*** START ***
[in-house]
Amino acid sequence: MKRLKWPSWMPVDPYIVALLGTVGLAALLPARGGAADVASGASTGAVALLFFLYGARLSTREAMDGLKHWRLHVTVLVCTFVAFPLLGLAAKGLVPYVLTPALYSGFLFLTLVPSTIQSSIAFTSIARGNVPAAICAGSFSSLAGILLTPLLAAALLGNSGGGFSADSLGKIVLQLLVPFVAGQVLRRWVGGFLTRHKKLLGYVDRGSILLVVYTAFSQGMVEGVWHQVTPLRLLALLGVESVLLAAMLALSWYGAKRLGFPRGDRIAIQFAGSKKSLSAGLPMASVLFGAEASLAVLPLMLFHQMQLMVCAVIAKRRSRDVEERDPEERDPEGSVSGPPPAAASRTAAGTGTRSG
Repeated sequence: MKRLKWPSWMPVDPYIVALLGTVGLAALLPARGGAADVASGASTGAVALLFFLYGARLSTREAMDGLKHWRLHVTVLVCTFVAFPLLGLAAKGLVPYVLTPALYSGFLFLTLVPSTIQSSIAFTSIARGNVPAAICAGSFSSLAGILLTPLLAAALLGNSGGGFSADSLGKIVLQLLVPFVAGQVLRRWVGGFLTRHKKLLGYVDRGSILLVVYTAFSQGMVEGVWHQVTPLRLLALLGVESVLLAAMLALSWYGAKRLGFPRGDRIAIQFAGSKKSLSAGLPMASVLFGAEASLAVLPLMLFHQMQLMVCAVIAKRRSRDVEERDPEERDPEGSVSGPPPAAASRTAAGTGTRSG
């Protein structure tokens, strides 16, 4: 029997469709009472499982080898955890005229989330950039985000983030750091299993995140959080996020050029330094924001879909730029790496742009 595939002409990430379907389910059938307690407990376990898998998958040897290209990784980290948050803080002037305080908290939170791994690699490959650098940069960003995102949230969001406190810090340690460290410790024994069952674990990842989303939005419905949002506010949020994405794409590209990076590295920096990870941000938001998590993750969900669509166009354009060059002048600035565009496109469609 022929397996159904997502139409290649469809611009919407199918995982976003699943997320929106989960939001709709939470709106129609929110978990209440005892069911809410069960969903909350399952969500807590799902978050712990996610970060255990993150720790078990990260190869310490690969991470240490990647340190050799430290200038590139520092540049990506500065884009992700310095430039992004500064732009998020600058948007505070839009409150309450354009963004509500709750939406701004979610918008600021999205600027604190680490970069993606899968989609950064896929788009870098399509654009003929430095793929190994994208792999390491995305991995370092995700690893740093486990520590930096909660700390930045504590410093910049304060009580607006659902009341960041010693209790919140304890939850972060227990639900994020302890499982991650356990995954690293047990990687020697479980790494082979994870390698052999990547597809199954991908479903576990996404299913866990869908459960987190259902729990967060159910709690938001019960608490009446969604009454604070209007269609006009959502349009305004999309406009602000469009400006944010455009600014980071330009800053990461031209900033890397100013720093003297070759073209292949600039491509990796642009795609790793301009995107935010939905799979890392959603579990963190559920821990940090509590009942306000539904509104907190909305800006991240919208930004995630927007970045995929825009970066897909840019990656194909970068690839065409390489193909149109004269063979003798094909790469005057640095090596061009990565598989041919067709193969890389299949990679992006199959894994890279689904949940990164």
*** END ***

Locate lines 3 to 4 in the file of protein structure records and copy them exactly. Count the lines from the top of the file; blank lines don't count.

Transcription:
Repeated sequence: MKRLKWPSWMPVDPYIVALLGTVGLAALLPARGGAADVASGASTGAVALLFFLYGARLSTREAMDGLKHWRLHVTVLVCTFVAFPLLGLAAKGLVPYVLTPALYSGFLFLTLVPSTIQSSIAFTSIARGNVPAAICAGSFSSLAGILLTPLLAAALLGNSGGGFSADSLGKIVLQLLVPFVAGQVLRRWVGGFLTRHKKLLGYVDRGSILLVVYTAFSQGMVEGVWHQVTPLRLLALLGVESVLLAAMLALSWYGAKRLGFPRGDRIAIQFAGSKKSLSAGLPMASVLFGAEASLAVLPLMLFHQMQLMVCAVIAKRRSRDVEERDPEERDPEGSVSGPPPAAASRTAAGTGTRSG
């Protein structure tokens, strides 16, 4: 029997469709009472499982080898955890005229989330950039985000983030750091299993995140959080996020050029330094924001879909730029790496742009 595939002409990430379907389910059938307690407990376990898998998958040897290209990784980290948050803080002037305080908290939170791994690699490959650098940069960003995102949230969001406190810090340690460290410790024994069952674990990842989303939005419905949002506010949020994405794409590209990076590295920096990870941000938001998590993750969900669509166009354009060059002048600035565009496109469609 022929397996159904997502139409290649469809611009919407199918995982976003699943997320929106989960939001709709939470709106129609929110978990209440005892069911809410069960969903909350399952969500807590799902978050712990996610970060255990993150720790078990990260190869310490690969991470240490990647340190050799430290200038590139520092540049990506500065884009992700310095430039992004500064732009998020600058948007505070839009409150309450354009963004509500709750939406701004979610918008600021999205600027604190680490970069993606899968989609950064896929788009870098399509654009003929430095793929190994994208792999390491995305991995370092995700690893740093486990520590930096909660700390930045504590410093910049304060009580607006659902009341960041010693209790919140304890939850972060227990639900994020302890499982991650356990995954690293047990990687020697479980790494082979994870390698052999990547597809199954991908479903576990996404299913866990869908459960987190259902729990967060159910709690938001019960608490009446969604009454604070209007269609006009959502349009305004999309406009602000469009400006944010455009600014980071330009800053990461031209900033890397100013720093003297070759073209292949600039491509990796642009795609790793301009995107935010939905799979890392959603579990963190559920821990940090509590009942306000539904509104907190909305800006991240919208930004995630927007970045995929825009970066897909840019990656194909970068690839065409390489193909149109004269063979003798094909790469005057640095090596061009990565598989041919067709193969890389299949990679992006199959894994890279689904949940990164």